More women joining medical school programs than ever before, new data shows

New data shows more women are joining medical school programs than ever before, and some Tampa Bay area doctors hope to inspire the next generation to join medicine.

Dr. Stacey Stone, a neonatologist at Johns Hopkins All Children’s Hospital, specializes in congenital diaphragmatic hernia, which is a rare birth defect that affects a baby’s organs. 

"When a baby is born, they have both the problems of their intestines up in their chest and a lung that may be, typically our most severe, nine percent the size of a normal baby’s lung," said Stone.

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Stone is among the 53% of women physicians working at the St. Petersburg hospital, a number worth touting on National Women Physicians Day, which was Friday.

"I actually grew up working in this hospital and absolutely loving neonatology and wanting nothing more than to be a neonatologist," said Stone, who developed her love of medicine walking these same halls with her uncle many years ago. "I was just so fortunate when I was about in seventh grade, we met for lunch one day, and he took me on a tour of the hospital. And I saw the babies in the neo-natal unit."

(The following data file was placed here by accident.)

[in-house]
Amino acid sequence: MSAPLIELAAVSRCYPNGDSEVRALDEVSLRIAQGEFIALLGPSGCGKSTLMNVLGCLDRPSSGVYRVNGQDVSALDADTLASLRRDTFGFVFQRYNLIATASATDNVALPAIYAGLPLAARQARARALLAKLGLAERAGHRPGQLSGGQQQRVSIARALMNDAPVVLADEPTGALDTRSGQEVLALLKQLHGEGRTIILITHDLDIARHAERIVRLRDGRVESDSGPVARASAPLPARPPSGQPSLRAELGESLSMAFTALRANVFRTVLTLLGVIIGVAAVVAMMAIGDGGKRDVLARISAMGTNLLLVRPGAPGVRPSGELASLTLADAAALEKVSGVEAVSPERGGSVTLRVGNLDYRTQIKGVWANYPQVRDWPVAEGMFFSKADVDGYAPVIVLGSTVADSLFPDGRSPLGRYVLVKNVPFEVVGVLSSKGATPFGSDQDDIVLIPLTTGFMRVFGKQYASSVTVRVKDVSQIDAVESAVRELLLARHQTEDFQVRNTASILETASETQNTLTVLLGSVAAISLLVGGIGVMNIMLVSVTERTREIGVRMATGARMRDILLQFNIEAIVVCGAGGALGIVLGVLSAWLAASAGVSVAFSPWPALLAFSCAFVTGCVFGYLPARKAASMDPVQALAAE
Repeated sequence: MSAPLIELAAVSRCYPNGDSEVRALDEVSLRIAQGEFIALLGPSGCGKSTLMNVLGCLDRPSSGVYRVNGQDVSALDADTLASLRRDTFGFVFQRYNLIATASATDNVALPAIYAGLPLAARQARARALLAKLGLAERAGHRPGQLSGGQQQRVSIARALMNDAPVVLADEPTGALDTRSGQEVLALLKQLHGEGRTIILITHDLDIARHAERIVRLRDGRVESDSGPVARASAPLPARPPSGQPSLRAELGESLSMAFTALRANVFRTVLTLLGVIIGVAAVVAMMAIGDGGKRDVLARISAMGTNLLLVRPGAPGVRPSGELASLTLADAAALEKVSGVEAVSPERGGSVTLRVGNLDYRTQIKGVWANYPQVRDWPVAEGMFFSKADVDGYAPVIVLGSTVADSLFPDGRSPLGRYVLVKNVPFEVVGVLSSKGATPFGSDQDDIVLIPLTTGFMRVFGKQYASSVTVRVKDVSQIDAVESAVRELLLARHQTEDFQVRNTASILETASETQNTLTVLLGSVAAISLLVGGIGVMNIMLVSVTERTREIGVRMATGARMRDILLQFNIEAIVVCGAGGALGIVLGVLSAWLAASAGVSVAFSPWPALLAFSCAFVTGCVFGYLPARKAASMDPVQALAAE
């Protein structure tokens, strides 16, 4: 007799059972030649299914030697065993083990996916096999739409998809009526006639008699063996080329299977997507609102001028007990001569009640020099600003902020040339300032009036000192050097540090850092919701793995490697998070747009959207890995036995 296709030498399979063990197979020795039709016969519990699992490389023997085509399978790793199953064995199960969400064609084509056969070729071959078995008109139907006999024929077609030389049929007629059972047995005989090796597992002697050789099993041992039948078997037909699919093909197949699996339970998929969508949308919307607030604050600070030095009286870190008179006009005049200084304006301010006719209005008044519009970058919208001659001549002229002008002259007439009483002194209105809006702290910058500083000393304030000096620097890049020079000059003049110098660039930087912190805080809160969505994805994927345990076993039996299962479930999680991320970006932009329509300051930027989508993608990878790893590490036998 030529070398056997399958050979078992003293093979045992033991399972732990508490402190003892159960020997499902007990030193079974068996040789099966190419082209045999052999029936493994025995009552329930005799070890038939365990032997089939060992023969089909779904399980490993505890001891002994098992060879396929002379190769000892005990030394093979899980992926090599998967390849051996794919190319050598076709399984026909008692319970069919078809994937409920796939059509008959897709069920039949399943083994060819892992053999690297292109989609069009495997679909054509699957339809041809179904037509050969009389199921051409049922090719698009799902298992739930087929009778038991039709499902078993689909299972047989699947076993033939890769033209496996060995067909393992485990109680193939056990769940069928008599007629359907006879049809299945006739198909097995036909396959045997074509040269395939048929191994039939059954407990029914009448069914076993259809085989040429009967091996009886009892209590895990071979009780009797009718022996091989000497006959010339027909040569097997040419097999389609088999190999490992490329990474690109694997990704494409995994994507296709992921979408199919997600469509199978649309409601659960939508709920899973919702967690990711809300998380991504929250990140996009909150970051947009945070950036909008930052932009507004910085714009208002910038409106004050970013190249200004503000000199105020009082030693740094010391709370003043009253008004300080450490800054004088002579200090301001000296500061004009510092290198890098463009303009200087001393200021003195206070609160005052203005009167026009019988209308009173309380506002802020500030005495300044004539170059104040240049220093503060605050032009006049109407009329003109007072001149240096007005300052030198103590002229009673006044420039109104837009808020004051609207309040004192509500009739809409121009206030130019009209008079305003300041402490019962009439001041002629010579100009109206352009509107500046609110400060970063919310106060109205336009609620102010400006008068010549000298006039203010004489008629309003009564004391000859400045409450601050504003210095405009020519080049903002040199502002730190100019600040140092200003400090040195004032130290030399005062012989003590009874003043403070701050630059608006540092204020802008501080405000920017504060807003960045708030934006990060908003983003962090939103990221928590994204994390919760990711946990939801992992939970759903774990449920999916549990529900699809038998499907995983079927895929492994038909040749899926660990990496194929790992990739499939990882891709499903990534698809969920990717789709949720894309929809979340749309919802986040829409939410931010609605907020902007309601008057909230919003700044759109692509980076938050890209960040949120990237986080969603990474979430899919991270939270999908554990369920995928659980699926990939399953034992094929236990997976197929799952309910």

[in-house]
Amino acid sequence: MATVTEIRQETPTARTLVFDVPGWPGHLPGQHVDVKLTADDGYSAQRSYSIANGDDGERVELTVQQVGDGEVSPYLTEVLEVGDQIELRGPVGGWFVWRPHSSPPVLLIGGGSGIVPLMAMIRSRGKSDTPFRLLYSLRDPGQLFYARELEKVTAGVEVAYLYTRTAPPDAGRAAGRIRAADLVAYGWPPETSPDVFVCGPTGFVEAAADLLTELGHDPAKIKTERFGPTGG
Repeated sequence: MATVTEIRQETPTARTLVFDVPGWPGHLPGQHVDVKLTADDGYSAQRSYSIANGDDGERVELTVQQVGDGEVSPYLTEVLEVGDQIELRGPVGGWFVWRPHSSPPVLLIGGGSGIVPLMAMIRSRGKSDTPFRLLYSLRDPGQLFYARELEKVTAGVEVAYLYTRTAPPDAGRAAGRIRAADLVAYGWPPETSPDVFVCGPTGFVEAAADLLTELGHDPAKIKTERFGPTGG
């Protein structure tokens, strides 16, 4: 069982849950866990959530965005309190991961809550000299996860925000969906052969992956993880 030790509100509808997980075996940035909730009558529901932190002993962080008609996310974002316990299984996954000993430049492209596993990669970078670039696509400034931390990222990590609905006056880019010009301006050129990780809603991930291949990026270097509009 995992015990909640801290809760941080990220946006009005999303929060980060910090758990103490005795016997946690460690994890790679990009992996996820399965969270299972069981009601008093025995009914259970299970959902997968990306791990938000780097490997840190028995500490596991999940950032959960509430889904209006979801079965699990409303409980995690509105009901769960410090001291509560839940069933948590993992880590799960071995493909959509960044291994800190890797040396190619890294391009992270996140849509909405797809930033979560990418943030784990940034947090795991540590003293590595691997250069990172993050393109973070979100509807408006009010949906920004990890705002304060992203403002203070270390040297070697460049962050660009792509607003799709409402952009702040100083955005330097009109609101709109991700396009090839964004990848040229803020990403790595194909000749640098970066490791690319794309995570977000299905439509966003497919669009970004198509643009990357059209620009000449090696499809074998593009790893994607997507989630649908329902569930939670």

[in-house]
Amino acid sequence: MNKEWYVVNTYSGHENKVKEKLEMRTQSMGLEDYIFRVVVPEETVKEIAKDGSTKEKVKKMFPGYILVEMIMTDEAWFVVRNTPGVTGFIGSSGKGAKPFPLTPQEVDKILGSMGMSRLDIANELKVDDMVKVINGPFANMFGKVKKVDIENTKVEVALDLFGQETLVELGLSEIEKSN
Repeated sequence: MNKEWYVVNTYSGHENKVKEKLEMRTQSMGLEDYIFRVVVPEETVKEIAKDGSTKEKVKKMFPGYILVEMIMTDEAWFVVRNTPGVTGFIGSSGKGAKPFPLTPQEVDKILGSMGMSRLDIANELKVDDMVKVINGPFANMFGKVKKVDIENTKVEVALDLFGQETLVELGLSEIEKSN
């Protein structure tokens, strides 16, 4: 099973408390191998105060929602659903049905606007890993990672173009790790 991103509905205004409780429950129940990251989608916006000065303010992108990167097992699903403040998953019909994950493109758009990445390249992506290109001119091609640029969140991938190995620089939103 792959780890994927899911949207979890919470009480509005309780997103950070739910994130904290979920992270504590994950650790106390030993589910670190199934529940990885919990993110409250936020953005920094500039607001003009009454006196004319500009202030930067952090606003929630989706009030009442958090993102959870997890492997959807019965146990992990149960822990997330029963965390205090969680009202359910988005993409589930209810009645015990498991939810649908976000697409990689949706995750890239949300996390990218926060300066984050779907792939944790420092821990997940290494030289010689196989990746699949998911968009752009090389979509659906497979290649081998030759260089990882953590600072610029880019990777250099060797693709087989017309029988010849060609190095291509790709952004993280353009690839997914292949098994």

Then she knew she wanted to help them. The American Medical Association said women make up roughly 72% of pediatrics, but that shifts dramatically for other specialties. Studies show about 20% of surgeons are women.

"I’m not an expert on this matter, but I think historically there hasn’t been as many females in the field of surgery or orthopedics and things like that," she said. "I think now that women are being encouraged to do anything."

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Florida colleges and universities added more healthcare related programs during the pandemic, working to recruit to help fill gaps in medical field and offset a shortage of workers.

"There are those colleges that want to catch people early, and there are so many opportunities for internships and summer programs," said Stone.

But that curiosity starts early. Dr. Stone spoke at one of her children’s Career Day events, so she hopes more young girls and all kids soak up all possibilities. 

"They think of the typical you’re a doctor, you work in an office or maybe an emergency room, but they don’t know the vast many different areas and different ways you can be a physician or a healthcare provider," said Stone. "I think really just getting out there or having kids come to hospitals and meet with doctors or having doctors go to them and explain all the things that you can do with medicine."